“Is a solution to increase the hours in the parks that people who are staying at the best resorts can go in? Every move that would offset that will infuriate a segment of the Disney theme park fans,” he added. “And that's understandable, but Disney hasn't come to the point where the pricing elasticity goes snap. They haven't gone to the point that they've gone too far.”
Chapek isn’t the first Disney CEO to face widespread public criticism. Under Michael Eisner’s leadership, Disney opened Euro Disney, initially considered a “cultural Chernobyl.” Spending on the park, which was an early financial failure, was so extensive that Disney was forced to cancel many other projects, like Westcot, the canceled Disneyland version of Epcot. One of Michael Eisner’s most ill-fated moves was the Superstar Limo ride at Disneyland, drastically diminished by limited funds like the rest of Disney California Adventure, which was described by the New York Times as “the schlockiest attraction” in the parks. The ride was so hated that another review said, “Burn this ride to the ground and start over.”
Paul Pressler, former theme parks chairman, faced similar widespread criticism for attempting to end an admission discount for disabled guests and for massive cutbacks in the park experience, like shutting down rides and attractions early and reducing customer service training. Under his tenure in the early 2000s, park attendance declined because customer dissatisfaction was so high, though parks remained profitable because of the cutbacks.
Twenty years later, it sounds like history is repeating itself. Despite public sentiment that the Disney parks provide a diminished experience, profits are soaring.
Another aspect of why Disney parks are not up to the standard fans expect is one that many businesses are facing: a labor shortage. In the early days of the pandemic, Disney parks cut 32,000 jobs. Many of those employees did not return as the labor market tightened, and while Disney does not release this information, anecdotal conversations with cast members at Disneyland indicate the park is not hiring back as many people as they employed before the pandemic, despite needing more personnel than they currently have to operate the park. Understaffing, leading to unusually high ride breakdowns and lessened park maintenance, remains an issue.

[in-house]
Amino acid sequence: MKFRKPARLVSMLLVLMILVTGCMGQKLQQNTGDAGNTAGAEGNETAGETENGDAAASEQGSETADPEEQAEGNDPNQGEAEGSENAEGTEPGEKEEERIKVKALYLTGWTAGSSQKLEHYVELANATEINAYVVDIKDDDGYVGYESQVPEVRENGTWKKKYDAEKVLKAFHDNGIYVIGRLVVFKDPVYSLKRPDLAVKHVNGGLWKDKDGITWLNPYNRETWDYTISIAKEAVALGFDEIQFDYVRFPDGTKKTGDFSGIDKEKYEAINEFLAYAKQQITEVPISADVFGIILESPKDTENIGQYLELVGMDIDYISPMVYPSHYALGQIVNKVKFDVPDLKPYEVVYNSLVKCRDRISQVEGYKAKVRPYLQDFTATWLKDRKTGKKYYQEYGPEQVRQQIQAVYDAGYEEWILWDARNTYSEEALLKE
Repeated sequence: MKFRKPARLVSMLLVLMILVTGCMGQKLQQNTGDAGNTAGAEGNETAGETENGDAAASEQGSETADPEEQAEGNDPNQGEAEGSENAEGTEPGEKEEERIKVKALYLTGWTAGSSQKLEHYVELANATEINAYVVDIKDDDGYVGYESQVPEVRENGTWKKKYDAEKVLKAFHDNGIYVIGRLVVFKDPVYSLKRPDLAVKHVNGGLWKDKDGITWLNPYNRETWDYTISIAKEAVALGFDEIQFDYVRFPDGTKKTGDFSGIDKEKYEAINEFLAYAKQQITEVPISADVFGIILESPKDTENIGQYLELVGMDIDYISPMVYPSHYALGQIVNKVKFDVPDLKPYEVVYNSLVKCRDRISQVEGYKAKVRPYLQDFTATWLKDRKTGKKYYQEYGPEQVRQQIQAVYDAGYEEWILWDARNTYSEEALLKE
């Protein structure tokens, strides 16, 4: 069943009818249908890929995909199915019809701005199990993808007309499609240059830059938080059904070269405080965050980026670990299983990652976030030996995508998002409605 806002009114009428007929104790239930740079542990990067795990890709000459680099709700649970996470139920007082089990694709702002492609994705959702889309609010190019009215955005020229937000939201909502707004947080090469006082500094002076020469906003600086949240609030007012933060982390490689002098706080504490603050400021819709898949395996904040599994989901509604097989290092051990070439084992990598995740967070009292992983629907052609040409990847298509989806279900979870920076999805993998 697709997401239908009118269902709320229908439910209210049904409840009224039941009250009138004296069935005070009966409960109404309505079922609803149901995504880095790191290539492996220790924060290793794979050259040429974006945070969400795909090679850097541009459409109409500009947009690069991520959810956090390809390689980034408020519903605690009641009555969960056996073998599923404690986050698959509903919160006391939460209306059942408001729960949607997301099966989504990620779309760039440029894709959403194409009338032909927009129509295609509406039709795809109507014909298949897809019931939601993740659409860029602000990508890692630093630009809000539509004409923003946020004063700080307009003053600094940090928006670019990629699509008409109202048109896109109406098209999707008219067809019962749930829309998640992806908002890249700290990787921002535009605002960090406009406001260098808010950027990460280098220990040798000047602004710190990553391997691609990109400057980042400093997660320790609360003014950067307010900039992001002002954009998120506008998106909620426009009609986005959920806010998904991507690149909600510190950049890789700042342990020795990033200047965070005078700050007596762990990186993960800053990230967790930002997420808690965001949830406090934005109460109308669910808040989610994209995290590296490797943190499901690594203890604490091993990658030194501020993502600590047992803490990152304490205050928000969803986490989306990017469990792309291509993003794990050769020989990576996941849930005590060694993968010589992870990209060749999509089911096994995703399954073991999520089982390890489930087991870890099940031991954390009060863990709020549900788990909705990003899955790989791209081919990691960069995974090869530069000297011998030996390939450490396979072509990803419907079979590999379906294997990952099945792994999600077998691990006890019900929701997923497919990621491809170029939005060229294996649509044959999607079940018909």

Though Disneyland has been claiming labor shortages and has hosted several job fairs recently, only three of the 57 jobs listed on DisneyCareers.com as of press are for park custodian positions; only one is full time.
The question now becomes whether Chapek can keep his job or whether Disney’s board will try to save face in the Don’t Say Gay public relations crisis by ousting what could be one of the most hated CEOs in the company’s history. Before that shareholder call last week, rumors circulated widely on the internet that shareholders were going to use the call as an opportunity to call for Chapek’s termination from the board, though 94% of voters voted to keep him. Former Imagineer Jim Shull, one of the designers of Disneyland Paris, is even publicly speculating that Chapek could go in the wake of Don’t Say Gay.
Chapek’s changing response throughout this scandal could be an indication that even he’s concerned.
Chapek has long kept silent on public criticism, even as resentment for what some call blatantly money-grabbing tactics at the parks have longtime Disney fans reconsidering their allegiance. He didn’t even address comments made by Disney chief financial officer Christine McCarthy when, in the fourth quarter earnings call of fiscal year 2021 on Nov. 10, she said that the less-for-more philosophy of smaller portions and increased food prices would be “good for some guests’ waistlines.” Many read the remark as fat-shaming the park guests responsible for providing those record profits, especially in a place that uses “smellitizers” to waft sugary scents into the air to entice people to buy unhealthy treats.
The Don’t Say Gay controversy, though, is the first time Chapek has publicly apologized — but only after an enormous public outcry, mutiny within the company and being publicly shamed by other key players in the situation.
Two days after Chapek’s speech at the shareholders meeting, the message he emailed Disney staff took a different tone: He apologized, and also said the company would pause and reevaluate political donations in Florida. “Speaking to you, reading your messages, and meeting with you have helped me better understand how painful our silence was,” Chapek said. “You needed me to be a stronger ally in the fight for equal rights.”
Parks, though, don’t seem to be feeling the hit. Earlier this week, Thrill Data reported that Hollywood Studios at Walt Disney World was averaging an 81-minute wait time across the park, the highest it had been in a year.